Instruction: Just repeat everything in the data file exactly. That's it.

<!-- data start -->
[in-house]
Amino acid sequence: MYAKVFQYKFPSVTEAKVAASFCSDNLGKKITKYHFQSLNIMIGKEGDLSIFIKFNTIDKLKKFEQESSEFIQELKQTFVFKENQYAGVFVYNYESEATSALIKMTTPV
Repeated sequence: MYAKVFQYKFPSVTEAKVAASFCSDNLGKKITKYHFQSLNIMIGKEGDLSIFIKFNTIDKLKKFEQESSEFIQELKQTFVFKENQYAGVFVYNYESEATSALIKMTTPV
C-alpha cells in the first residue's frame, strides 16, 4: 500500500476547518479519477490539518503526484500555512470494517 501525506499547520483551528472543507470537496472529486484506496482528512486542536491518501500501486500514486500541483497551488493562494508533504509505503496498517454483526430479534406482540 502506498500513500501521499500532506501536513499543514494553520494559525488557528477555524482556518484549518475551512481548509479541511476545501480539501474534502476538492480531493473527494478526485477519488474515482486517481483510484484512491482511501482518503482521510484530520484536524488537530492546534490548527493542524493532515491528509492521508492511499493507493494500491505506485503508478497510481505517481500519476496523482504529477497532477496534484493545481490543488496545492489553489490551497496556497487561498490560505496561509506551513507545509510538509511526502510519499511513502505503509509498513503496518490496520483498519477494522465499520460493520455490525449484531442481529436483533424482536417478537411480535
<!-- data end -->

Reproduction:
[in-house]
Amino acid sequence: MYAKVFQYKFPSVTEAKVAASFCSDNLGKKITKYHFQSLNIMIGKEGDLSIFIKFNTIDKLKKFEQESSEFIQELKQTFVFKENQYAGVFVYNYESEATSALIKMTTPV
Repeated sequence: MYAKVFQYKFPSVTEAKVAASFCSDNLGKKITKYHFQSLNIMIGKEGDLSIFIKFNTIDKLKKFEQESSEFIQELKQTFVFKENQYAGVFVYNYESEATSALIKMTTPV
C-alpha cells in the first residue's frame, strides 16, 4: 500500500476547518479519477490539518503526484500555512470494517 501525506499547520483551528472543507470537496472529486484506496482528512486542536491518501500501486500514486500541483497551488493562494508533504509505503496498517454483526430479534406482540 502506498500513500501521499500532506501536513499543514494553520494559525488557528477555524482556518484549518475551512481548509479541511476545501480539501474534502476538492480531493473527494478526485477519488474515482486517481483510484484512491482511501482518503482521510484530520484536524488537530492546534490548527493542524493532515491528509492521508492511499493507493494500491505506485503508478497510481505517481500519476496523482504529477497532477496534484493545481490543488496545492489553489490551497496556497487561498490560505496561509506551513507545509510538509511526502510519499511513502505503509509498513503496518490496520483498519477494522465499520460493520455490525449484531442481529436483533424482536417478537411480535